How to think about Lou Dobbs

by Andrew Gelman on October 11, 2010

in Immigration

I was unsurprised to read that Lou Dobbs, the former CNN host who crusaded against illegal immigrants, had actually hired a bunch of them himself to maintain his large house and his horse farm. (OK, I have to admit I was surprised by the part about the horse farm.)

But I think most of the reactions to this story missed the point. Isabel Macdonald’s article that broke the story was entitled, “Lou Dobbs, American Hypocrite,” and most of the discussion went from there, with some commenters piling on Dobbs and others defending him by saying that Dobbs hired his laborers through contractors and may not have known they were in the country illegally.

To me, though, the key issue is slightly different. And Macdonald’s story is relevant whether or not Dobbs knew he was hiring illegals. My point is not that Dobbs is a bad guy, or a hypocrite, or whatever. My point is that, in his setting, it would take an extraordinary effort to not hire illegal immigrants to take care of his house and his horses.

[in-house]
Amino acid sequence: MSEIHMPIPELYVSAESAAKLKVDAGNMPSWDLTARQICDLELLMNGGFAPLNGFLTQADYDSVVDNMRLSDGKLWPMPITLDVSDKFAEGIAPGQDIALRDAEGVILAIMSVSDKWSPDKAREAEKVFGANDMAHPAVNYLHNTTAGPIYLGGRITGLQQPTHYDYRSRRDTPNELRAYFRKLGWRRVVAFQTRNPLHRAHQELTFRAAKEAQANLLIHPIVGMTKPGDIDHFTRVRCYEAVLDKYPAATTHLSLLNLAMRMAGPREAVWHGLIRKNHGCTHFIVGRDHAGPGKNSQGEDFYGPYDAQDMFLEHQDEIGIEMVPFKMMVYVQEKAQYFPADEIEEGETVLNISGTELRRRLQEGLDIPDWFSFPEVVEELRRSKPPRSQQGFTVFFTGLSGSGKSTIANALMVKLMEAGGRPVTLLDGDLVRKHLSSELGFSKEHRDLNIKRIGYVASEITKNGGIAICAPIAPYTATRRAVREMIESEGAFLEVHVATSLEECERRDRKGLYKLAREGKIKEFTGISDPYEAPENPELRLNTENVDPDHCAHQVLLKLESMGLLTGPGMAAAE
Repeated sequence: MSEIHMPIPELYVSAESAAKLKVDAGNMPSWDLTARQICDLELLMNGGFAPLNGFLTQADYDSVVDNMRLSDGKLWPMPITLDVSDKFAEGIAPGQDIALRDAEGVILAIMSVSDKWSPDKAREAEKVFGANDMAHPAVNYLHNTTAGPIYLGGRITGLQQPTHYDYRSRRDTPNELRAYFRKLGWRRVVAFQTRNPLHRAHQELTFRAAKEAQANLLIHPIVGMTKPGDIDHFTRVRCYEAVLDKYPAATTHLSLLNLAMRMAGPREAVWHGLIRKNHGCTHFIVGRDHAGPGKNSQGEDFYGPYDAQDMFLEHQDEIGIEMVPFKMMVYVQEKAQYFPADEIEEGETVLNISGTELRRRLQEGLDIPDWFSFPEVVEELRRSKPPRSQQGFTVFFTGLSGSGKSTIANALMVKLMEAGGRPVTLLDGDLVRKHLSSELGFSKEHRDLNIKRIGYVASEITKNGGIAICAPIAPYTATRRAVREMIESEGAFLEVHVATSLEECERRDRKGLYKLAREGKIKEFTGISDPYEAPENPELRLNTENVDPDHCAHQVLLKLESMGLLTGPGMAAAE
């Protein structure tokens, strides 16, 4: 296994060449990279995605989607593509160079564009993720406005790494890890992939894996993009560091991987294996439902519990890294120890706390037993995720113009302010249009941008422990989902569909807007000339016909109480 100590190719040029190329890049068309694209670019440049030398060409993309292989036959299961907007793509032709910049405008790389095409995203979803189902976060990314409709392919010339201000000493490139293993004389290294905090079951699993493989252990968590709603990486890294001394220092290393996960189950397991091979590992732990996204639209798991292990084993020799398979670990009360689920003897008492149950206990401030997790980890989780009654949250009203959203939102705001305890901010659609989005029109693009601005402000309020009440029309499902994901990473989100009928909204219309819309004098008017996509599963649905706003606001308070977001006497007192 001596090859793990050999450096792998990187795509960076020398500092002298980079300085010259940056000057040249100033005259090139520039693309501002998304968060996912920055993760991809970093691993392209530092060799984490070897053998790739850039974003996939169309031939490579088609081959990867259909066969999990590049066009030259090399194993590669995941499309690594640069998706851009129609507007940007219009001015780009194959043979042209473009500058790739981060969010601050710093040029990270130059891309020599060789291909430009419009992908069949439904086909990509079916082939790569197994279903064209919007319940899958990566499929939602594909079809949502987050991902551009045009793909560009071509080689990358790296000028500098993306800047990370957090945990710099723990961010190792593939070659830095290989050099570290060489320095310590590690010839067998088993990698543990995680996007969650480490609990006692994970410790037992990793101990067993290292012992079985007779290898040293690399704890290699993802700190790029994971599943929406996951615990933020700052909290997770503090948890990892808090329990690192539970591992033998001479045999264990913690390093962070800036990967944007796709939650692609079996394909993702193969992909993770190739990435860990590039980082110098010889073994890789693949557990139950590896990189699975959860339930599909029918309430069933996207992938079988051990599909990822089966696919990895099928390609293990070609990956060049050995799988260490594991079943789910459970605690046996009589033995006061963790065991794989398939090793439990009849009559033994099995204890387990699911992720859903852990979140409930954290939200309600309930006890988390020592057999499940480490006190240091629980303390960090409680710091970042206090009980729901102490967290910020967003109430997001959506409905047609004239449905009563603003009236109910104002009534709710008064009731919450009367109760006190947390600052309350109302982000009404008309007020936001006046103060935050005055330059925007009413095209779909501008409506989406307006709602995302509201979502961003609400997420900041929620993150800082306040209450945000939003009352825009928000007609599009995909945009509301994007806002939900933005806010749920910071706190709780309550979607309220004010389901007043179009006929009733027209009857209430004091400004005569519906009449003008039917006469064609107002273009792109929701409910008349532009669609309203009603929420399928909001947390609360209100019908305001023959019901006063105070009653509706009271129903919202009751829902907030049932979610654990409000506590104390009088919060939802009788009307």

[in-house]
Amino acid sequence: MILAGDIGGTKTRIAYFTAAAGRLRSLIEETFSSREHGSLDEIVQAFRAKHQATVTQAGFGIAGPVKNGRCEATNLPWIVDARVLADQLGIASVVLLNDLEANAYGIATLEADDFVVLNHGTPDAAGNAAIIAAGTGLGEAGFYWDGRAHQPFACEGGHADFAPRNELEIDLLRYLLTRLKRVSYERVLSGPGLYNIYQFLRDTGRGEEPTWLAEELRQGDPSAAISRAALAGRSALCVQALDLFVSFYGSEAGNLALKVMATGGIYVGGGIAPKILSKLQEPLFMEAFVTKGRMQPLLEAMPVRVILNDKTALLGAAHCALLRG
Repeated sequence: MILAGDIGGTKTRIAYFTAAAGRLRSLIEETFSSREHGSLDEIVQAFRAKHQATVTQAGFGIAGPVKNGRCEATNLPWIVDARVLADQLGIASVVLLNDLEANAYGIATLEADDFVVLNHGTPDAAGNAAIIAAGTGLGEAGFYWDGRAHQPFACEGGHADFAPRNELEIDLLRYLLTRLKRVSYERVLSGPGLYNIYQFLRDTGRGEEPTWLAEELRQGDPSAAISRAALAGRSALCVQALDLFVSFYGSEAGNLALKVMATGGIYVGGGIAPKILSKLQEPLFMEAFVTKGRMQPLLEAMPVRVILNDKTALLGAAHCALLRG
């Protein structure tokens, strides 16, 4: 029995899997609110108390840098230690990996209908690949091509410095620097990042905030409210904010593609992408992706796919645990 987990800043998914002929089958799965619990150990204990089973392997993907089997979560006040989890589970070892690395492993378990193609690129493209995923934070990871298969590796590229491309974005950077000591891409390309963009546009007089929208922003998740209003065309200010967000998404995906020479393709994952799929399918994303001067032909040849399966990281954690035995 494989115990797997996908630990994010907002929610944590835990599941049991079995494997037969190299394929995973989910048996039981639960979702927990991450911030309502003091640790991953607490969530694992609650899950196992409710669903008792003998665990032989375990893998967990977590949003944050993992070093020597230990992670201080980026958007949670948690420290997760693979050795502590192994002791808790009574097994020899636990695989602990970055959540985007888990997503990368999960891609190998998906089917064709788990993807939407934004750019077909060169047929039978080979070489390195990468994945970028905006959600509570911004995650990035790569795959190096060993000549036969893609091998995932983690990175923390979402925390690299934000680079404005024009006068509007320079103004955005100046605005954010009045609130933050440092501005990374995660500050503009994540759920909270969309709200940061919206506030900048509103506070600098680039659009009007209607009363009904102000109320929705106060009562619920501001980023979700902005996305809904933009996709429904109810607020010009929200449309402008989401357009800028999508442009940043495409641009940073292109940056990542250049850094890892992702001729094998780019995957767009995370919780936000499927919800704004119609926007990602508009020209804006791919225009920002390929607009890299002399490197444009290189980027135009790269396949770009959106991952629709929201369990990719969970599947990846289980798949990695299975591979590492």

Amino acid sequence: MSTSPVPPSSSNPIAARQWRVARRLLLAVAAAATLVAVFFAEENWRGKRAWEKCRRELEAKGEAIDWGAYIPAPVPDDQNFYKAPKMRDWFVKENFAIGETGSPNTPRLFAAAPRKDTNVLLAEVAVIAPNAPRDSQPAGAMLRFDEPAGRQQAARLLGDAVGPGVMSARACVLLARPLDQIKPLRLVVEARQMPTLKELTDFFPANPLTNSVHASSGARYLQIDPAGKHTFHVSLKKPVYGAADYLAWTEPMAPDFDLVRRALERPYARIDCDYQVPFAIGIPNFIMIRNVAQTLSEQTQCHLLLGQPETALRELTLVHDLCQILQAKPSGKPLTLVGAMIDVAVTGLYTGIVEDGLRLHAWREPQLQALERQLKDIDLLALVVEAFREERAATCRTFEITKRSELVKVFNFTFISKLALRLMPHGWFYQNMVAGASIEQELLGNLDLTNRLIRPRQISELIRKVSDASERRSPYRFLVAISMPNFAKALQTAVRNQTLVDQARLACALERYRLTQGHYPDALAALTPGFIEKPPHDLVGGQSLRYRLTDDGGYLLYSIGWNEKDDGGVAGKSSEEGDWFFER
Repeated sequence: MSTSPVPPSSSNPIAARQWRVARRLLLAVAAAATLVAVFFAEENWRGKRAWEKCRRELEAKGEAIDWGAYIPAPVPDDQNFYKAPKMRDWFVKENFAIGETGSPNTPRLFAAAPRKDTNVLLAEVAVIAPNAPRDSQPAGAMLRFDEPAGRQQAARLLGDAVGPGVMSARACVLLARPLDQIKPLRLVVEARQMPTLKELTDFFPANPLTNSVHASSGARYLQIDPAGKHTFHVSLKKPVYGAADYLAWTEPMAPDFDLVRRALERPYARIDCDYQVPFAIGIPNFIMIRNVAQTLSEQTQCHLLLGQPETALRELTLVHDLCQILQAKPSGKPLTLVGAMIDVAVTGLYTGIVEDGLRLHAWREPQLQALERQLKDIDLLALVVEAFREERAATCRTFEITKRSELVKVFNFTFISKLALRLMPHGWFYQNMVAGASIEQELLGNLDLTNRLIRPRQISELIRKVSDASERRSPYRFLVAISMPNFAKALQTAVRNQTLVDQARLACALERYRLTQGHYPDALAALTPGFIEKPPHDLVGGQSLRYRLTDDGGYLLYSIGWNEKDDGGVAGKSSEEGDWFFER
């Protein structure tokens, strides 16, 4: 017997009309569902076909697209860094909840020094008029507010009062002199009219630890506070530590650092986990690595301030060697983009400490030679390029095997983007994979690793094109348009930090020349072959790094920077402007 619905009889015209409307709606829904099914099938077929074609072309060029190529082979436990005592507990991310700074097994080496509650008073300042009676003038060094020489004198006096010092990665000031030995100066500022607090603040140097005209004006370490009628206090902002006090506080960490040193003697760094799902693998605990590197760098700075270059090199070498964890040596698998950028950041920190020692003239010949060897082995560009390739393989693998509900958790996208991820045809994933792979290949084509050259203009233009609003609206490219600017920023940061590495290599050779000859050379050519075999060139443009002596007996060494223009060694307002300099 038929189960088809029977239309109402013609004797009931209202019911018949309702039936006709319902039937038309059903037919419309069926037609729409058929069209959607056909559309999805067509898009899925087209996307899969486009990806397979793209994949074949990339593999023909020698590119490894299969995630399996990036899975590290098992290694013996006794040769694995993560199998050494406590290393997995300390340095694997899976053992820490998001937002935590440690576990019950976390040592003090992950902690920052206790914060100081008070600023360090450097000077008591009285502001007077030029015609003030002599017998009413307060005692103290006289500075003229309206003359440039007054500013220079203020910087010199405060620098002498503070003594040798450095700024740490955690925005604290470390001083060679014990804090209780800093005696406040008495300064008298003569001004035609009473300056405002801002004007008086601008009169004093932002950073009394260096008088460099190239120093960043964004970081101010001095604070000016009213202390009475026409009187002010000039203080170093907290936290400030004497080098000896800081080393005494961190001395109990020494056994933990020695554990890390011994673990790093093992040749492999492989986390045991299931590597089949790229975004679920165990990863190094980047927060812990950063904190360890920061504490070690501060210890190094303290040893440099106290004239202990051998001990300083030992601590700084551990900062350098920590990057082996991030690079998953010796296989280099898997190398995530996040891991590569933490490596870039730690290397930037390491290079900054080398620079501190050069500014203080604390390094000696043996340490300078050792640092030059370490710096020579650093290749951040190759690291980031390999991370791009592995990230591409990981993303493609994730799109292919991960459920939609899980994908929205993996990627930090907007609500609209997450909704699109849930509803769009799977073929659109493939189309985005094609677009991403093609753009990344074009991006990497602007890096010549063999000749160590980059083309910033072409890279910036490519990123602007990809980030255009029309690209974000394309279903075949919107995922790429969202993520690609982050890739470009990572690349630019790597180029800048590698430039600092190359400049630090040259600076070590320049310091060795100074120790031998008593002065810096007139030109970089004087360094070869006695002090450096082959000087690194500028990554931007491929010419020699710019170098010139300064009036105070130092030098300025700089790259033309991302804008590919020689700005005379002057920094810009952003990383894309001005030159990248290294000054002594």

That’s the point. Here’s Lou Dobbs—a man who has the money, the inclination, and every incentive to not hire illegals—and he hires them anyway. It doesn’t matter to me whether he knew about it or not, whether he hired contractors in a wink-and-nod arrangement to preserve his plausible deniability, or whether he was genuinely innocent of what was going on. Either way, he did it—even though he, more than most people, had every incentive not to.

For Lou Dobbs, as for so many other American individuals and corporations, going without illegal immigrants is like trying to live a zero-emissions lifestyle: it might sound like a good idea but it’s too much work to actually do!

This does not mean that Dobbs’s goal of reducing illegal immigration is a bad idea—but it does suggest that his attacks on illegal immigrants and their U.S. employers are simplistic, at best.

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